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From Sept 4-8, 2014 the City of Auburn displayed The Moving Wall, a half size replica of the Washington, D.C. Vietnam Veterans Memorial.

Please visit The Moving Wall website at themovingwall.org for more information, photos, and the schedule of where you can find The Moving Wall next.


For a copy of the Newsletter and Donation/Volunteer forms; please choose from the links below.

Vietnam Moving Wall Newsletter (PDF)

Vietnam Moving Wall Donation/Volunteer Form (PDF)

About the Moving Wall

• The Moving Wall is an exact one-half replica of The Vietnam Veterans Memorial that was designed by Maya Lin and dedicated on Nov. 13, 1982.

• John Devitt, a helicopter crew chief during his time in Vietnam, came up with the idea with a group of veterans. After Devitt saw the memorial in Washington, D.C., he was both moved and concerned about others who could not make it to the nation’s capital.

• Although Devitt and his friends only had about $2,500 between them to try to create a portable memorial, they were able to find individuals and companies willing to help. Much like the Vietnam Veterans Memorial, he the entire cost was paid for with public donations.

• Construction of The Moving Wall was finished in October 1984 and the Wall was first displayed on Oct. 15 at the East Texas Rose Festival in Tyler, Texas. 2014 marks the 30th anniversary of The Moving Wall.

• There are two years engraved on the wall – 1959 and 1975. The first has been established as the year the first casualties were reported in Vietnam, while 1975 is the year of the last Vietnam casualties.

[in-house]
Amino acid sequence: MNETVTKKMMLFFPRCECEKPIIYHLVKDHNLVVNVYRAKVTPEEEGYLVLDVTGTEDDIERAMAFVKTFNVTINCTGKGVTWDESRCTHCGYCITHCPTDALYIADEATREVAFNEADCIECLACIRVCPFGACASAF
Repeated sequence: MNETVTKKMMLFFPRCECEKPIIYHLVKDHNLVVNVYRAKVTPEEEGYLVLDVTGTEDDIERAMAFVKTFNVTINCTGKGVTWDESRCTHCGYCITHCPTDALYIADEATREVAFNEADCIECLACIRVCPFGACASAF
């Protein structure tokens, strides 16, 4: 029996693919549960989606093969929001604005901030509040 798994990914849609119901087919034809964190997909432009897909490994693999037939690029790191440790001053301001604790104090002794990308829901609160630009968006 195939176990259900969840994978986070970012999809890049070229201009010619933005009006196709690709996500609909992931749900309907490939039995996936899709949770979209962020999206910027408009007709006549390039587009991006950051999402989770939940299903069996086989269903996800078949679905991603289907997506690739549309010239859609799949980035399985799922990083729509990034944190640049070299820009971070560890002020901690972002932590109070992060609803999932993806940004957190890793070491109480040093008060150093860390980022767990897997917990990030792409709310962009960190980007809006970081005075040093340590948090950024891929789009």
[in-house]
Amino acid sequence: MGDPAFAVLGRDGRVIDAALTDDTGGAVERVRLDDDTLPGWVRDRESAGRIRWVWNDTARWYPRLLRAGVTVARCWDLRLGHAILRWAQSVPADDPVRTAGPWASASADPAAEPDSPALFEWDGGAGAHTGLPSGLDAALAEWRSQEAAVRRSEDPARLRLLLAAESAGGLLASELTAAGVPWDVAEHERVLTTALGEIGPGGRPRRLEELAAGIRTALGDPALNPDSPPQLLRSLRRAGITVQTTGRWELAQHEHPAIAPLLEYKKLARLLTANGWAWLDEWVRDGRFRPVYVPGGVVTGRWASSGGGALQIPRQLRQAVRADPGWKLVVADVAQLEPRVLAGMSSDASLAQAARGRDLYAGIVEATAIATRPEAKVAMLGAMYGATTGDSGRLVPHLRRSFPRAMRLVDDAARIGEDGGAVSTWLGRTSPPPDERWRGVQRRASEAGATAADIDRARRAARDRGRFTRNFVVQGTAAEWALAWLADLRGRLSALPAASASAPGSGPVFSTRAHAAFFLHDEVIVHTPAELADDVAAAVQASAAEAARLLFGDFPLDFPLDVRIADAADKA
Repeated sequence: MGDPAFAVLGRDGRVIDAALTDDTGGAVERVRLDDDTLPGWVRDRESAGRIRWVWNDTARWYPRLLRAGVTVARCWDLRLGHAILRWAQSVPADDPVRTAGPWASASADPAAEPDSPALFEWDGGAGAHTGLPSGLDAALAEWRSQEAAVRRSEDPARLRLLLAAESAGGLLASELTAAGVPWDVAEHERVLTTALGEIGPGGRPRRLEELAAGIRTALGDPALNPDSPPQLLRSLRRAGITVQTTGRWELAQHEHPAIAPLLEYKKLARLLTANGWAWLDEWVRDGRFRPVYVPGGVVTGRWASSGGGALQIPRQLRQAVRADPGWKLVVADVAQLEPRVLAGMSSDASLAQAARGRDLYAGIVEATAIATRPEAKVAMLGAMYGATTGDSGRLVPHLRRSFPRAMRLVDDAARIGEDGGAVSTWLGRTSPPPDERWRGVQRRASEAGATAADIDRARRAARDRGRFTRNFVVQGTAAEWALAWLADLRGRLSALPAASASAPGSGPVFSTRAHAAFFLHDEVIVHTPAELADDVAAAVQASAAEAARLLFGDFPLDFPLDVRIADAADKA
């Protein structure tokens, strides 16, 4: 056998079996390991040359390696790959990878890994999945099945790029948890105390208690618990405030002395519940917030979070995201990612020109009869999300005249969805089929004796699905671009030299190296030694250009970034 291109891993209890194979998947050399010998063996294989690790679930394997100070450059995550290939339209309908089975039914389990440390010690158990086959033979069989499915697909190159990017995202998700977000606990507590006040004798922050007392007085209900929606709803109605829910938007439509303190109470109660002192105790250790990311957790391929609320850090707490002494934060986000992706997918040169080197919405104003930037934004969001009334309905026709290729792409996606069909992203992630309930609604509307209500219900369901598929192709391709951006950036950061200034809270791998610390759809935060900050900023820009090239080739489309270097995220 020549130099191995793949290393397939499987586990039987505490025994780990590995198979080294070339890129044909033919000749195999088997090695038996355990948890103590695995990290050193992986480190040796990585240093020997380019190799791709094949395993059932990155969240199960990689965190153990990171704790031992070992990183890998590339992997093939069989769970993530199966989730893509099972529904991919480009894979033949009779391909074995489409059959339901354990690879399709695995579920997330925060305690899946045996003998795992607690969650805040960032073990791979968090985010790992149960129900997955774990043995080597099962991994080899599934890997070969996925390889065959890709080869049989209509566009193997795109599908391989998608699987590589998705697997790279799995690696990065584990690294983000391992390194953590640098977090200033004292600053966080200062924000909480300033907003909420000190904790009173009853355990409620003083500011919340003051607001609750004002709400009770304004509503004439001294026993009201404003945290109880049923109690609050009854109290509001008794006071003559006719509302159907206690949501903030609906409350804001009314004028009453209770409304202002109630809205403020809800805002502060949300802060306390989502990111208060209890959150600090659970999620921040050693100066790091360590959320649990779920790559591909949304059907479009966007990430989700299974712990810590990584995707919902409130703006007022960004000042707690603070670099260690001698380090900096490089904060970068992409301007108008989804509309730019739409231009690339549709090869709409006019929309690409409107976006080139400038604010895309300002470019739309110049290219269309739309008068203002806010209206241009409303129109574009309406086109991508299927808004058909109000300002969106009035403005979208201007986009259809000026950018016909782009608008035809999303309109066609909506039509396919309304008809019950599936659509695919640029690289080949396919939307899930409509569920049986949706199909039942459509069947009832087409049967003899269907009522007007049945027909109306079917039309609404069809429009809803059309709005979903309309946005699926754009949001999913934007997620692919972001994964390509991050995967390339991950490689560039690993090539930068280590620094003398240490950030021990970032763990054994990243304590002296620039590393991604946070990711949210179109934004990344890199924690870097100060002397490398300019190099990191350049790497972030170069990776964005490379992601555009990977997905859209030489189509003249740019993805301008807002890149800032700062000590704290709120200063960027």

• The two walls that make up The Moving Wall are each 126.5 feet long. That total – about 253 feet, is actually just slightly longer than half the length of the Vietnam Wall, which is 493.5 feet.

• The Wall has both diamonds and pluses by some names. The diamonds indicate that the casualty was confirmed by the military. The pluses indicate that the person is still missing.

• There are 74 individual panels in The Moving Wall that are made of aluminum. The glossy, mirror-like finish comes from the polyurethane gloss coating painted on the panels.

• As of Jan. 1, 2013, there were 58,286 names on the Wall. Out of that total, about 1,300 are prisoners of war who have not been accounted for or others who are missing in action. There are no civilians on the Wall, which is dedicated to the approximately 2.7 million men and women from the U.S. military that served in Vietnam.

• There are three people from Auburn on the Wall and a total of 266 Fallen Heroes from the State of Michigan.

• The names on the wall are first listed in chronological order based on the date of the casualty. For each day, the names are put in alphabetical order. During the five-day visit in Auburn, guides will help visitors locate names on the Wall.

• Visitors often leave letters, photos or other memorials by the Wall. These items are collected from every community the Wall visits and are being preserved for display in a future Vietnam museum project.